A stairway, due to it’s inherent dangers, as well as unsafe patterns of use by homeowners, are the sites of a surprising number of injuries. A careful assessment of the risks posed by a stairway can prevent unnecessary injuries.
Stairway Facts and Figures
- 1,638 people died from falls on steps and stairs in the United States in 2004. This figure is greater than the combined number of swimming pool and bathtub drownings for the same year, according to the National Safety Council. The actual number of stairway accidents is probably much higher, as many people who sustain injuries don’t know why they fell, and others are too embarrassed to admit they fell, so these incidents go unreported.
- Elderly occupants are at particular risk of falling down a stairway, mostly due to impaired vision, reduced strength, and poor balance. For individuals age 65 and older, 260,000 are injured every year in falls on steps, stairs and escalators, according to the Centers for Disease Control.
- Handicapped and young children are also at increased risk of sustaining stairway injuries.
- In a study by Loughborough University in England, one-third of surveyed households admitted to leaving objects on stairs, presenting a serious trip hazard.
- In addition to potential physical injury, falls can cause serious psychological and social consequences, affecting confidence, mobility, and general well-being, according to the same study.
While residents might already be aware of stairway abnormalities, their guests may not be prepared for irregular steps or inadequate headroom height, for instance. Prospective buyers, too, are safer hearing about such irregularities from you than learning through experience after they purchase the home. The following is a partial list of defects you may find in a stairway:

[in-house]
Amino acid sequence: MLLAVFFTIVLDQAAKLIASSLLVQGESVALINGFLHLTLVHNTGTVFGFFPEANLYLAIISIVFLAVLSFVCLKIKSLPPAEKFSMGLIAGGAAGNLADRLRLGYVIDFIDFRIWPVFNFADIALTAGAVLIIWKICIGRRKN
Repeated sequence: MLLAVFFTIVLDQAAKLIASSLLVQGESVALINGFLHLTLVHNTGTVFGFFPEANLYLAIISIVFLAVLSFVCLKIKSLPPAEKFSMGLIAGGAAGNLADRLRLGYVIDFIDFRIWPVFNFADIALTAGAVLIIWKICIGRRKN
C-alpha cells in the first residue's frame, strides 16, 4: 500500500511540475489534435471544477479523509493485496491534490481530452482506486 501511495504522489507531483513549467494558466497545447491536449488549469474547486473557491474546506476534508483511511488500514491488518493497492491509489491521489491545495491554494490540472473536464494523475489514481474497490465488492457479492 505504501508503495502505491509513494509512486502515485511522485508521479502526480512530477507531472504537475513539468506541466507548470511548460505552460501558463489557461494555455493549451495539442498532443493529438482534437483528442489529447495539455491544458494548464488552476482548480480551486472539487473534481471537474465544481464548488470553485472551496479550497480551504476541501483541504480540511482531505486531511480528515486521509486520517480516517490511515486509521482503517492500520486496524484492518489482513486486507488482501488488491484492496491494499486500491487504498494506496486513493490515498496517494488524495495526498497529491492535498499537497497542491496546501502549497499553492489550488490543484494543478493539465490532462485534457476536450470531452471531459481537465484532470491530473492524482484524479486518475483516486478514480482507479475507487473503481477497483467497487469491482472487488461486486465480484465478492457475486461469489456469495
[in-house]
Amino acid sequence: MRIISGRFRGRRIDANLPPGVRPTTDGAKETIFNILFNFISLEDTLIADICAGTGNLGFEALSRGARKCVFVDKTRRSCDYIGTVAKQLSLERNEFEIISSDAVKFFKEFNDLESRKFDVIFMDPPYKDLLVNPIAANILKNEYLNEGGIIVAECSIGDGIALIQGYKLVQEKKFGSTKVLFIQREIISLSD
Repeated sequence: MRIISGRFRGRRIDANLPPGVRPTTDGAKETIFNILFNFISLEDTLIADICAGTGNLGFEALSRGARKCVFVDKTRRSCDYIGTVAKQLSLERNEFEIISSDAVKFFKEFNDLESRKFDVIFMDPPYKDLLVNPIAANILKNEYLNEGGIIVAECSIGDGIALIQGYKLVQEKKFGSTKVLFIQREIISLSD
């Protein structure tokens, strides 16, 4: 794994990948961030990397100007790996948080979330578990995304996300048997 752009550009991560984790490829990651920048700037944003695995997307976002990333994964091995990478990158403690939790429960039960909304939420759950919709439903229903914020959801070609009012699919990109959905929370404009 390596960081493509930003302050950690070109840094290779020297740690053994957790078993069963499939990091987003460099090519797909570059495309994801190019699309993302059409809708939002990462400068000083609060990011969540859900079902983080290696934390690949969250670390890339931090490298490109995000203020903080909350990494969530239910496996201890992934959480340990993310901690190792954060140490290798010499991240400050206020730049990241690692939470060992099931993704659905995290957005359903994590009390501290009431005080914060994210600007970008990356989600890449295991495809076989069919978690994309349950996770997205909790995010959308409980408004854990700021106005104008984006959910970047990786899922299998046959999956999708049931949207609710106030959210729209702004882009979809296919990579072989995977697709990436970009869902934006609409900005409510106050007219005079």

- Handrail is loose, incomplete, missing, splintery, not of a contrasting color with its background, or has insufficient finger clearance. As a deck stairway may be open on both sides, missing handrails there put occupants at serious risk.
- Treads are cracked, uneven, worn, loose or poorly supported.
- Risers are of uneven height.
- Stairway lighting is poor, shadows are numerous, or the corridor leading to the stairs is dark. It’s helpful to have a light switch installed at the top and bottom of each staircase.
- Floor is waxed, increasing chances of slipping.
- Exterior steps are not sloped to prevent water settlement and icing.
- Stairway carpeting slides or is not firmly affixed to stairs. Double-sided tape or tacks may be used to prevent slipping.
- Balusters are spaced more than 4 inches apart, allowing a child to potentially slip through and get trapped.
- Stairs are not ergonomically designed.
- Stairs are too steep.
- Platform or landing surface is not slip-resistant, and/or has a sharp object, blunt wall, or window located in the direction of a possible fall.
- Nosing is missing, broken, worn, patched, loose, slippery, or not installed properly.
- Sharp corners are on stair elements.
- Stairway headroom is insufficient.
- There is no safety gate at the top of stairs in a home with small children.
Note that some design defects would be difficult or cost-prohibitive to remedy, so this would require rebuilding of the stairs.
Other tips to reduce the chance of stairway falls include:
- Start a regular exercise program, if you haven’t already. Inactivity leads to weakness, inflexibility, and an increased risk of falling.
- Remove trip hazards, such as clothes, shoes, toys and/or books from stairs and other places where you walk.
- Improve the lighting around the stairs. As you age, you’ll need brighter lights to see well. Lampshades or frosted bulbs will reduce glare.
- Senior citizens should wear shoes that provide good support and have thin, non-slip soles. Avoid lightweight slippers or shoes with deep treads, as they can reduce your feeling of control.
- Do not carry heavy items up and down stairs, especially if the item blocks your view of the steps. Also, always hold the handrails.
- Install a second handrail for additional support. A second handrail will also provide support for two individuals as they pass each other.
Child proofing using safety gates to help prevent falls down a stairway and to keep children away from dangerous areas. Look for safety gates that children cannot dislodge easily, but that adults can open and close without difficulty. For the top of stairs, gates that screw into the wall are more secure than “pressure gates.”
New stairway safety gates that meet safety standards display a certification seal from the Juvenile Products Manufacturers Association (JPMA). If you have an older safety gate, be sure it doesn’t have “V” shapes that are large enough for a child’s head and neck to fit into.
FYI, a stairway can pose a serious safety risk for building occupants, but these risks can be minimized by adequate stair construction and safe practices.